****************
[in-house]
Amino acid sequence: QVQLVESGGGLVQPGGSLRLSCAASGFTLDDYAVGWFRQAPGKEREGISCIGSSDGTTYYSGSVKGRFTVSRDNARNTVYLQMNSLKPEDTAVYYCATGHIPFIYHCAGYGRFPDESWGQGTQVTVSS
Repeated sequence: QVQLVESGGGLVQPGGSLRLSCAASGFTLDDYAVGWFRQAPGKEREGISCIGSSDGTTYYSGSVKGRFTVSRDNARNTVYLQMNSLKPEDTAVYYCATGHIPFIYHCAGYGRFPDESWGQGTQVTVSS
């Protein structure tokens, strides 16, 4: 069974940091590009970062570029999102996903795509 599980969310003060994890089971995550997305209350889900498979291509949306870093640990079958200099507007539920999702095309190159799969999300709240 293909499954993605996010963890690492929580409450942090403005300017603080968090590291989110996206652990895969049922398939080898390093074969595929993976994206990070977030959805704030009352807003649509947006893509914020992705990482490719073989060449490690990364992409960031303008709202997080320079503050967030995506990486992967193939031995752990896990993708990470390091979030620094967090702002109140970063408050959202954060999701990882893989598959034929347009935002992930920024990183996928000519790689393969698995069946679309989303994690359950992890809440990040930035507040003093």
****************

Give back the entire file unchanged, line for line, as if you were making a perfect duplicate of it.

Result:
[in-house]
Amino acid sequence: QVQLVESGGGLVQPGGSLRLSCAASGFTLDDYAVGWFRQAPGKEREGISCIGSSDGTTYYSGSVKGRFTVSRDNARNTVYLQMNSLKPEDTAVYYCATGHIPFIYHCAGYGRFPDESWGQGTQVTVSS
Repeated sequence: QVQLVESGGGLVQPGGSLRLSCAASGFTLDDYAVGWFRQAPGKEREGISCIGSSDGTTYYSGSVKGRFTVSRDNARNTVYLQMNSLKPEDTAVYYCATGHIPFIYHCAGYGRFPDESWGQGTQVTVSS
């Protein structure tokens, strides 16, 4: 069974940091590009970062570029999102996903795509 599980969310003060994890089971995550997305209350889900498979291509949306870093640990079958200099507007539920999702095309190159799969999300709240 293909499954993605996010963890690492929580409450942090403005300017603080968090590291989110996206652990895969049922398939080898390093074969595929993976994206990070977030959805704030009352807003649509947006893509914020992705990482490719073989060449490690990364992409960031303008709202997080320079503050967030995506990486992967193939031995752990896990993708990470390091979030620094967090702002109140970063408050959202954060999701990882893989598959034929347009935002992930920024990183996928000519790689393969698995069946679309989303994690359950992890809440990040930035507040003093």